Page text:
Not to mention needing to work on time management skills in general.

Friday, September 17, 2010

We interrupt this program.....

for a non-spiritual mini-rant, because I just need to vent.

I really hate my damn job. I'm sick of being mistreated by staff, belittled, overworked, and threatened. I got off of work 5 hours later than I was supposed to, meaning I worked a 13 hour shift with one damn meal break. Meantime, all hell is breaking loose, and I'm informed by one kid that two of the other kids are deliberately causing confusion in an effort to get the chance to attack me. After all that, another staff bitched at me when I finally did leave, and some of them hadn't gotten to eat yet. Well sorry, would've stayed if I could, but it's not my problem. Try 13 hours with one meal break, asswipe. I need to get out of that shithole. I actually am one of the few staff that attempt to enforce the rules, and NOTHING happens. The kids get no consequences. Nobody gives a damn. We're just babysitting the next generation of inmates. Our only contribution to society is our recidivism. Hell, even the kids that leave "successfully", I know of at least TWO, graduates from the sex offender program of all places, that have gotten some teenage girl knocked up within 4 months of leaving. And these are our success stories? What the fuck.

There, I feel a little better now.

Sunday, September 5, 2010

The Pursuit of Happiness

I've been feeling in a bit of a funk lately. Dealing with a lot of loneliness. I feel like such a recluse sometimes, holed up in my house(when I'm not at work) somewhat doing my studies, or when I do go out, always going, again, alone. Depressed at the fact that I haven't had a serious relationship(or for that matter, anything beyond a first date) since 2007. I look at those who have achieved goals I thought I would have accomplished by now, and it just adds to it.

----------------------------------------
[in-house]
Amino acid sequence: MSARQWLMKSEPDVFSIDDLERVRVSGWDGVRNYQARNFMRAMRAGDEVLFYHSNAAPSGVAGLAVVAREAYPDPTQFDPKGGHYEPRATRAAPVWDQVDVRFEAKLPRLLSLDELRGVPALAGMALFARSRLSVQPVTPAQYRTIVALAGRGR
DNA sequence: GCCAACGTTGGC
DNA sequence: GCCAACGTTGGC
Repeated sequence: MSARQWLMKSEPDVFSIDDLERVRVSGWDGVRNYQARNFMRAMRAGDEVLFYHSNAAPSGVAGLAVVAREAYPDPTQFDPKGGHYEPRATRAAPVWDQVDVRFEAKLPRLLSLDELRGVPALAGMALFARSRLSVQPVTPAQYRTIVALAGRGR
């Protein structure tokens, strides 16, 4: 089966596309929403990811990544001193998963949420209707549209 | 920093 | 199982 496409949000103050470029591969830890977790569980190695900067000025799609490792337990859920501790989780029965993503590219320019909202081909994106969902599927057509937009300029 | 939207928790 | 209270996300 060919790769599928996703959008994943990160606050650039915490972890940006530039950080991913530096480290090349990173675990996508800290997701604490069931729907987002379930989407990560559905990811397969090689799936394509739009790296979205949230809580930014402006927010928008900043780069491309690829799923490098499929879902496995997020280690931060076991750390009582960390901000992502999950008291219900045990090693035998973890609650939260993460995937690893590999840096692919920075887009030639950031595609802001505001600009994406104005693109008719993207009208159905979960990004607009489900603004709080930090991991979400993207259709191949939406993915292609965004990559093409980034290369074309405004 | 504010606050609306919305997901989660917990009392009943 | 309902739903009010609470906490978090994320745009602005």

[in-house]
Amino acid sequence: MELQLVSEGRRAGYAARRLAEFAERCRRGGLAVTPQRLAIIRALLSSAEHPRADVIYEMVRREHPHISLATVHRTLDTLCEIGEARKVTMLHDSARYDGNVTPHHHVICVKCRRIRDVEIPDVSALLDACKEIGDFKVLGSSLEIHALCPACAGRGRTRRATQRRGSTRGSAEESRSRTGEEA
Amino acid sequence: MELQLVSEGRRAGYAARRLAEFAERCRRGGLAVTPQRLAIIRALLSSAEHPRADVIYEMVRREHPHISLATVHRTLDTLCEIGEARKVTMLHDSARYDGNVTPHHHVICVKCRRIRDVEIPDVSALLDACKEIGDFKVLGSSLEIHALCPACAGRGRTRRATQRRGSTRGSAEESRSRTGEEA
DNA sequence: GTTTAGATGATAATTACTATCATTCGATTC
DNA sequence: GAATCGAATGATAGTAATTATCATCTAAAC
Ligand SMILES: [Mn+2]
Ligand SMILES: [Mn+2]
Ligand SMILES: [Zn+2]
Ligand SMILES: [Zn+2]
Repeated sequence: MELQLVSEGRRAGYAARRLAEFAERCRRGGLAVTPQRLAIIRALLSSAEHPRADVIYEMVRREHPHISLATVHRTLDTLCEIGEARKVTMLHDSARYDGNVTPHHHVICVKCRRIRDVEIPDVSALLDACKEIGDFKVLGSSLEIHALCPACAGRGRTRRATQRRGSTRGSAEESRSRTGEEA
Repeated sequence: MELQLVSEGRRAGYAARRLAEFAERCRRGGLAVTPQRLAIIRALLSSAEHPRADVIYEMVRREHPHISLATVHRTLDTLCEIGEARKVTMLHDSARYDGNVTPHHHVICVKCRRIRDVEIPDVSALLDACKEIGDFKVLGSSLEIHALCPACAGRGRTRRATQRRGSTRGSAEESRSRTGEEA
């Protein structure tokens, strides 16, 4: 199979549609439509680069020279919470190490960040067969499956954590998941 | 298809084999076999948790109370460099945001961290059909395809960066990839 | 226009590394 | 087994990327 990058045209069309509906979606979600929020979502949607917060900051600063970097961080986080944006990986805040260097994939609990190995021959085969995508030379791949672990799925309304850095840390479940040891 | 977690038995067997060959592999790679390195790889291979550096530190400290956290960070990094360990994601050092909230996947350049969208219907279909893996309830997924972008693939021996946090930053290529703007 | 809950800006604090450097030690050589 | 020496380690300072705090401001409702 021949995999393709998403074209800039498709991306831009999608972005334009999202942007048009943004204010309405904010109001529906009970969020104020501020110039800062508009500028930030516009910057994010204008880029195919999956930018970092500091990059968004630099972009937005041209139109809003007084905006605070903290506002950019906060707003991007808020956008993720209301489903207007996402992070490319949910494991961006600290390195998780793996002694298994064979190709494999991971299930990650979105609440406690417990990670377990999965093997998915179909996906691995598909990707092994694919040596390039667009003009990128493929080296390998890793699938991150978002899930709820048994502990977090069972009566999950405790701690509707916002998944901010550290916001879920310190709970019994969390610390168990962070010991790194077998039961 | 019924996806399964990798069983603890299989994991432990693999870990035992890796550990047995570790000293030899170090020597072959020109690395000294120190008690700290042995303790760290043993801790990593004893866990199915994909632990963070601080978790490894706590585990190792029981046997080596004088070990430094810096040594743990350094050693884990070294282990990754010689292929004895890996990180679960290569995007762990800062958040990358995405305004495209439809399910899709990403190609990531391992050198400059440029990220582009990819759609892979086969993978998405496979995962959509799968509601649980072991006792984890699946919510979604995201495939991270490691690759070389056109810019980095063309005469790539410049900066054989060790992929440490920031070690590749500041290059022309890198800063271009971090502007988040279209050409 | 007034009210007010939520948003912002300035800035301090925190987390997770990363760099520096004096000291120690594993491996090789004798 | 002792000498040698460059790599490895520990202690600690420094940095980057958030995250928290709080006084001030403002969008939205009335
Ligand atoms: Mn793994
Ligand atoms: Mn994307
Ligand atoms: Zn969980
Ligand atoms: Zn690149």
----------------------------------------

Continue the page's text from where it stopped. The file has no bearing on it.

And I realized that the minister's (paraphrased) prayer at church today hits it spot on: "Help me not to envy the talents and gifts of others, but to enjoy what I have been given." That's at the heart of it all, I suppose: I want what, at least at the moment, I can't have. I see my family pressuring me to get married and have kids, I see others enjoying their social lives while I'm still in school, I see myself in a job where there's no real room for creativity or growth, and I want to change it all. I want the wife, 2.5 kids and a picket fence, the job where I feel like I'm actually accomplishing something, and friends to go out with on payday, or to go hiking or swimming or kayaking with.

I try to reframe it. For the most part, life is actually going pretty good for the time being. Yes, I'm single. But when I do find the right person, I'll appreciate her that much more. Yes, I'm still in school, but when I am finished, it will qualify me for better jobs(hopefully) and further enable me to help the population I have chosen to work with. Yes, I'm in a dead-end job where supervisors try to belittle me and take advantage of me and disrespect me, but I'm also in an internship where, even after only being there for two weeks, I've managed to get them signed up to participate in a major local festival that's going on this month, that they had never even heard of prior to my mentioning it, and they're talking about the possibility of me being an intern again there next school year and making it a paid part-time position, with intent of going full-time after I graduate. So if things go well there, the light at the end of my bad-job-tunnel is that much closer. So why can't I be happy with my life as-is?